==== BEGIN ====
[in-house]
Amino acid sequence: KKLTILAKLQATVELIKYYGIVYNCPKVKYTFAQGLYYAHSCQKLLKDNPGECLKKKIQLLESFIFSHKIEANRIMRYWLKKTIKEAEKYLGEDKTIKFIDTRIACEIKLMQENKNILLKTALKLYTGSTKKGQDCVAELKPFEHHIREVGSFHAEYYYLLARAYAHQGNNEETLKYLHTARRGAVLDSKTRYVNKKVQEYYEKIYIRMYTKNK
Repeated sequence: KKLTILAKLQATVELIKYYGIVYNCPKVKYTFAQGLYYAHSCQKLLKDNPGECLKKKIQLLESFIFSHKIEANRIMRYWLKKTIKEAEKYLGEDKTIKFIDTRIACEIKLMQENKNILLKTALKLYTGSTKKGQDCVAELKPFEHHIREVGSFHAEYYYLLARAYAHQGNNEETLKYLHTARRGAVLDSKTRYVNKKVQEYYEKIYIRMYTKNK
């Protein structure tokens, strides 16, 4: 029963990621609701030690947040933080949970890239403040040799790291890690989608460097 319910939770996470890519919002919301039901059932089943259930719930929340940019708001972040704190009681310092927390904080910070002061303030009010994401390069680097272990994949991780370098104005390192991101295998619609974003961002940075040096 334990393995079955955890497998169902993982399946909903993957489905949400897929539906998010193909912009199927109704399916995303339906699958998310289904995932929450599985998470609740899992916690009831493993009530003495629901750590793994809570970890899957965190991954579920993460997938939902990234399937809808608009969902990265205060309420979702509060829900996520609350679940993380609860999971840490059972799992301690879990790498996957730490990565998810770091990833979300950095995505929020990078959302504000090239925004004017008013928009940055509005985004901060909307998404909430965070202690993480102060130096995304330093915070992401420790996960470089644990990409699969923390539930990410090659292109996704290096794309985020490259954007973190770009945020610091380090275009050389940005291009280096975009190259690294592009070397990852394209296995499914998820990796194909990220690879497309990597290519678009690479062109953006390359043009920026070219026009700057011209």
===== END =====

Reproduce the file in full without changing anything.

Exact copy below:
[in-house]
Amino acid sequence: KKLTILAKLQATVELIKYYGIVYNCPKVKYTFAQGLYYAHSCQKLLKDNPGECLKKKIQLLESFIFSHKIEANRIMRYWLKKTIKEAEKYLGEDKTIKFIDTRIACEIKLMQENKNILLKTALKLYTGSTKKGQDCVAELKPFEHHIREVGSFHAEYYYLLARAYAHQGNNEETLKYLHTARRGAVLDSKTRYVNKKVQEYYEKIYIRMYTKNK
Repeated sequence: KKLTILAKLQATVELIKYYGIVYNCPKVKYTFAQGLYYAHSCQKLLKDNPGECLKKKIQLLESFIFSHKIEANRIMRYWLKKTIKEAEKYLGEDKTIKFIDTRIACEIKLMQENKNILLKTALKLYTGSTKKGQDCVAELKPFEHHIREVGSFHAEYYYLLARAYAHQGNNEETLKYLHTARRGAVLDSKTRYVNKKVQEYYEKIYIRMYTKNK
């Protein structure tokens, strides 16, 4: 029963990621609701030690947040933080949970890239403040040799790291890690989608460097 319910939770996470890519919002919301039901059932089943259930719930929340940019708001972040704190009681310092927390904080910070002061303030009010994401390069680097272990994949991780370098104005390192991101295998619609974003961002940075040096 334990393995079955955890497998169902993982399946909903993957489905949400897929539906998010193909912009199927109704399916995303339906699958998310289904995932929450599985998470609740899992916690009831493993009530003495629901750590793994809570970890899957965190991954579920993460997938939902990234399937809808608009969902990265205060309420979702509060829900996520609350679940993380609860999971840490059972799992301690879990790498996957730490990565998810770091990833979300950095995505929020990078959302504000090239925004004017008013928009940055509005985004901060909307998404909430965070202690993480102060130096995304330093915070992401420790996960470089644990990409699969923390539930990410090659292109996704290096794309985020490259954007973190770009945020610091380090275009050389940005291009280096975009190259690294592009070397990852394209296995499914998820990796194909990220690879497309990597290519678009690479062109953006390359043009920026070219026009700057011209």